Total Chaos! Nitro Madness -The Biggest Funny Car Race of the Century
64 FUNNY CARS! The last time we saw a field that big was in the mid-’70s. Steve Evans was on the mic, and dry hops and match racing were king. Don Prudhomme, Tom McEwen, Raymond Beadle, Ed McCulloch, Gordie Bonin, Don Schumacher, Jim Dunn, and The Hawaiian were still doing half-track burnouts. The 64-car funny car shows held at Orange County International Raceway (OCIR), Seattle International Raceway, and Irwindale were legendary and will live on forever in the hearts and minds of those who were there.
It’s been nearly 50 years since a 64 Funny Car extravaganza was held, but that all changed when the Funny Car Chaos series invaded Billy Meyer’s Texas Motorplex, March 26-27. Nitro Madness, the Funny Car Chaos season opener, was billed as the biggest Funny Car race of the century and it lived up to all the hype. The excitement leading up to Nitro Madness was off the charts as funny car drivers from around the country wanted to be a part of this historic event.
The entry list kept growing: 40, 50, 60…could we actually see 64 Funny Cars in 2021? They say everything is bigger in Texas and they were right. The action-packed event featured a total of 68 Funny Cars, nearly 20 Outlaw Fuel Altereds, 50 Dirty South Gassers, and a contingent of nostalgia cars from the Texas Drag Racing Association.
Billy Meyer knows a thing or two about Nitro Funny Cars: he started driving them when he was just 16 years old. At 18, he won the prestigious 1972 Manufacturers Meet featuring 64 Funny Cars at OCIR. He went on to win 12 NHRA national events and the 1980 IHRA Funny Car world championship. In 1986, Meyer hung up his fire suit and built drag racing’s first supertrack, the Texas Motorplex, in the city of Ennis. It’s only fitting that the first 64 Funny Car race in five decades would be held at his track.
The Funny Car Chaos “run whatcha brung” format means that anything with a Funny Car body qualifies to run in the Funny Car class. Any body style and engine combination is permitted. In Texas there were nitro, alcohol, injected, even a twin-turbo engine flopper, all competing against one another.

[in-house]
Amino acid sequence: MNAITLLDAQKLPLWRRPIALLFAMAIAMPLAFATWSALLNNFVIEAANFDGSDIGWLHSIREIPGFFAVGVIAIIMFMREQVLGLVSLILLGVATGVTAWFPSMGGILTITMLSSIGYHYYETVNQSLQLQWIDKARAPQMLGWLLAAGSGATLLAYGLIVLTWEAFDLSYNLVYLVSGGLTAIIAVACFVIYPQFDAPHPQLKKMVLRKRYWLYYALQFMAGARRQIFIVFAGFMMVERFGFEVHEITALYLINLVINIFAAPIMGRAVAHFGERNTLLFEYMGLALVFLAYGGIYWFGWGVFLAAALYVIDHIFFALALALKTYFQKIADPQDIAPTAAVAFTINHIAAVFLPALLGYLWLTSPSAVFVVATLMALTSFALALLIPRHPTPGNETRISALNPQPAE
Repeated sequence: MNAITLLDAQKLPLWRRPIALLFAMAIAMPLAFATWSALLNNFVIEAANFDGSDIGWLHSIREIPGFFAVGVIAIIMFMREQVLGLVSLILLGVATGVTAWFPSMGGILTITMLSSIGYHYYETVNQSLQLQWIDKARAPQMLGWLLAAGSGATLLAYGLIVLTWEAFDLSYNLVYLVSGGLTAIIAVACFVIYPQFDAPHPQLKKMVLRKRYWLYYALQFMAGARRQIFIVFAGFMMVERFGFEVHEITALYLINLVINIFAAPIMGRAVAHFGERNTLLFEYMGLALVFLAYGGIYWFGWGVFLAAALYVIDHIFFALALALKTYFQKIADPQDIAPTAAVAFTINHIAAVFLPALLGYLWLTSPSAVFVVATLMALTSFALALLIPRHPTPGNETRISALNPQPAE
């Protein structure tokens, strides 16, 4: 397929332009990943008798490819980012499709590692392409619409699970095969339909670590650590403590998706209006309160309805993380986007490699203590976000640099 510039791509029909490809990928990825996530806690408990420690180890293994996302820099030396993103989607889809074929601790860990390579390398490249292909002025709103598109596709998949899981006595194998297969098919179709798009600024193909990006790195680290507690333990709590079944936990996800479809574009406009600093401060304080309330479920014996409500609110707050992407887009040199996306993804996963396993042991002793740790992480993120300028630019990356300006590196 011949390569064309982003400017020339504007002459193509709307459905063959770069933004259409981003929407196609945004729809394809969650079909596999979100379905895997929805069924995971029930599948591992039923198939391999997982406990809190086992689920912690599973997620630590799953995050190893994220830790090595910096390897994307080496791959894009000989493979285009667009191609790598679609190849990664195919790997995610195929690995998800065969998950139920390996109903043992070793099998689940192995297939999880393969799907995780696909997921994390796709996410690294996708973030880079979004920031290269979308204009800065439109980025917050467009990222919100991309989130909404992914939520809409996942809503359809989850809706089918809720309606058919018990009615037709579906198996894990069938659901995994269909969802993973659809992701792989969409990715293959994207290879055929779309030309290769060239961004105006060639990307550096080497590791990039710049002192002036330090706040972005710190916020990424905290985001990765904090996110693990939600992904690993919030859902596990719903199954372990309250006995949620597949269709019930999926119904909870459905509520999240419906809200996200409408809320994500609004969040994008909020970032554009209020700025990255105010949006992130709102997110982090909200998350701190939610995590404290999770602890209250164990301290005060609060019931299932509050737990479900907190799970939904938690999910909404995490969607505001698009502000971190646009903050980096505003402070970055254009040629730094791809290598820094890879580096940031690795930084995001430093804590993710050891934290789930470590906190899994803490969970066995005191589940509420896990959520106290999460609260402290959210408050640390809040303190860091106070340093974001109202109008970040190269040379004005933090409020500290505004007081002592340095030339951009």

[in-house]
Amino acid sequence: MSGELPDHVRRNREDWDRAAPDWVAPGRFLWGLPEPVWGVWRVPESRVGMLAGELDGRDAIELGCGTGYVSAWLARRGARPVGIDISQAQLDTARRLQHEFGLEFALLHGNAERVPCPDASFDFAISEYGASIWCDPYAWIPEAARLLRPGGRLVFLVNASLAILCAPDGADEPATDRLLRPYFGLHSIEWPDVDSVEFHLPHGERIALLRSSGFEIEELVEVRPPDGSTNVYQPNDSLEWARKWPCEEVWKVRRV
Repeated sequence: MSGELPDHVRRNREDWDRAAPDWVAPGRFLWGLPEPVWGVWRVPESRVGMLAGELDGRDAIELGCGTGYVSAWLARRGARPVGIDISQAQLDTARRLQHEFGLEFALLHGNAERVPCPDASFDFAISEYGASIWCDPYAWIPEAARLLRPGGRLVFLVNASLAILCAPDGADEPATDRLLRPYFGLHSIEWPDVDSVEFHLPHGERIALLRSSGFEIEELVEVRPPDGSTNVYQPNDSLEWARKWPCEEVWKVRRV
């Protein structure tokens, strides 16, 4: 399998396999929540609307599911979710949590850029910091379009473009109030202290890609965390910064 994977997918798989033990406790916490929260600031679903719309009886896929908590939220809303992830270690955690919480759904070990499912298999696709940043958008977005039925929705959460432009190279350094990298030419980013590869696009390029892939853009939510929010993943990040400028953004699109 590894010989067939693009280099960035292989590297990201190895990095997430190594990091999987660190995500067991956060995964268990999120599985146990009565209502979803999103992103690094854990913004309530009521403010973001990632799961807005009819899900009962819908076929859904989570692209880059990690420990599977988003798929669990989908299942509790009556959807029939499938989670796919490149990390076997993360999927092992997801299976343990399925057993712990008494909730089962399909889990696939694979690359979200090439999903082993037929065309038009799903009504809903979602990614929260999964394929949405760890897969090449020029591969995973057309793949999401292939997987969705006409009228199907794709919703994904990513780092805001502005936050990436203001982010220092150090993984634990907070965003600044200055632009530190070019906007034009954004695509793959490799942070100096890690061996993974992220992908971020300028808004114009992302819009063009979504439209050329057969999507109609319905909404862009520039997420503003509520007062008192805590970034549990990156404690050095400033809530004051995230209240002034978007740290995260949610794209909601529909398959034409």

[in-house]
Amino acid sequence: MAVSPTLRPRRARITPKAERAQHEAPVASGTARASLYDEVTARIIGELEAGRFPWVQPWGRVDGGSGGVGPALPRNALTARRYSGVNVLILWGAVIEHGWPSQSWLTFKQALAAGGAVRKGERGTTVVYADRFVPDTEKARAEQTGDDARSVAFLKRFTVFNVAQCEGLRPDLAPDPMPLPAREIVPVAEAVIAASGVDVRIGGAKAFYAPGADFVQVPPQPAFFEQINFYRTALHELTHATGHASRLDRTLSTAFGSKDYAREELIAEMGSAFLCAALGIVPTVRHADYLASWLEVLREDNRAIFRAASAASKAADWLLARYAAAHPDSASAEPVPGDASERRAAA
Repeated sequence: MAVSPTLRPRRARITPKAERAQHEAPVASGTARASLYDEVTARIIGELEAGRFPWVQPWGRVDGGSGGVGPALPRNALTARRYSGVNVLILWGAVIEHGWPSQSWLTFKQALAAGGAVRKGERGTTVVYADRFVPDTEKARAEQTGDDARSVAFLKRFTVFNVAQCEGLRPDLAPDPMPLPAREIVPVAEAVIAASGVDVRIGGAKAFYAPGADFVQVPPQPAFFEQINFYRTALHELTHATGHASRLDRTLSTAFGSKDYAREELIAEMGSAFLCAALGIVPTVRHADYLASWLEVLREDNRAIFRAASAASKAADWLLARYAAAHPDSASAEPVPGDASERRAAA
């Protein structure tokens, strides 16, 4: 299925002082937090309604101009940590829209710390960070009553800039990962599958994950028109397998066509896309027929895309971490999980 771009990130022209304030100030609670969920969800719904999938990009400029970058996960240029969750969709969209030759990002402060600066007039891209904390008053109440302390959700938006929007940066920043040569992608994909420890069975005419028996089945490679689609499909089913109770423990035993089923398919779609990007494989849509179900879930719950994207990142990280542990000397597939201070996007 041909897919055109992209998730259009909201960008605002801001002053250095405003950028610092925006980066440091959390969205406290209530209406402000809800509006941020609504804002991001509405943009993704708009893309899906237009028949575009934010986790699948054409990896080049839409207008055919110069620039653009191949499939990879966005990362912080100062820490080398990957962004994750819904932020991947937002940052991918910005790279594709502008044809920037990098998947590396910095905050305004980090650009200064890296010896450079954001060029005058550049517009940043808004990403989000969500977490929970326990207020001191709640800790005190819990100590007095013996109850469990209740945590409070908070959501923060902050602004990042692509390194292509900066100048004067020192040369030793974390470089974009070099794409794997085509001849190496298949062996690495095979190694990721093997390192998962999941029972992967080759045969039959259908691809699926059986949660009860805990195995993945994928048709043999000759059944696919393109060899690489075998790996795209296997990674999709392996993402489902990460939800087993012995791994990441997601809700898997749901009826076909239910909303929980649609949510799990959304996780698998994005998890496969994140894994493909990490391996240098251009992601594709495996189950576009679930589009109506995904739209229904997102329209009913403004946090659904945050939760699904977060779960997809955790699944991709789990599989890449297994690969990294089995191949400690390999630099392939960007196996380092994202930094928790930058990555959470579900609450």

Event promoters Chris and Tera Graves have devised a simple plan that works for racers on every budget. “A racer can build their Funny Car the way they want to build their funny car, not the way the rulebook says they have to build their Funny Car. It’s a more budget-friendly option. That’s why we have a wide range of engine combinations and body styles,” Chris said.
The all-concrete racing surface at the Texas Motorplex has been producing record runs since the day it opened, and the records continued to fall during Nitro Madness. Del Worsham, the 2015 NHRA Funny Car world champion, crushed both ends of the Funny Car Chaos record book with a run of 3.196 seconds at 275.57mph (1/8-mile). The records were previously held by Allan Middendorf (3.387 seconds) and Terry Haddock (234.74mph).
The 32-car qualified field was broken up into four eight-car fields (A, B, C and D) with more than $50,000 in prize money up for grabs. Worsham advanced to the A Field final round but smoked the tires, allowing Kyle Smith to streak by for the win. The other Funny Car champs were Doug Schneider (B Field), Bill Bernard (C Field), and Tom Furches (D Field).
Richard Hartman also etched his name in the drag racing record book, becoming the first Fuel Altered driver to run faster than 300mph and crack the four-second barrier when he drove Tim Wilkerson’s Summit Racing AA/Fuel Altered to a 304.53mph, 4.920-second blast. Not to be outdone, Kebin Kinsley followed with a 304.59mph pass in the War Wagon, leaving Nitro Madness with the official AA/Fuel Altered speed record.
Funny Car Chaos started in 2017 with one event. Now it’s an eight-race series that runs at several tracks in Texas and the Midwest. “This is a grassroots, low drama, big fun, family type atmosphere that is showcasing the most popular drag racing vehicles in history, Funny Cars! “Chris Graves said. “I grew up a kid in the stands at the Motorplex watching Dean Skuza, K.C. Spurlock, and Kenji Okazaki pound the ground in their fuel floppers. Fast forward 25 years, and here we are hosting what will likely become the largest Funny Car race of the century at the place where my drag racing addiction was born. Burnouts, dry hops and backup girls are all part of the show. We put the FUN back in Funny Car!”
The ’70s were the heyday of Funny Car racing with names like the Blue Max, Chi-Town Hustler, Jungle Jim, The Hawaiian, and the Snake and Mongoose barnstorming around the country trying to make a buck. In 2021, the tradition continues with new names like Dragon Slayer, American Outlaw, Obsession, Pandemic, The Cone Hunter, and Man-O-War filling the pits at Funny Car Chaos events. Long live the plastic fantastics!
Funny Car Chaos Nitro Madness Photo Extra!
Photos by Marc Gewertz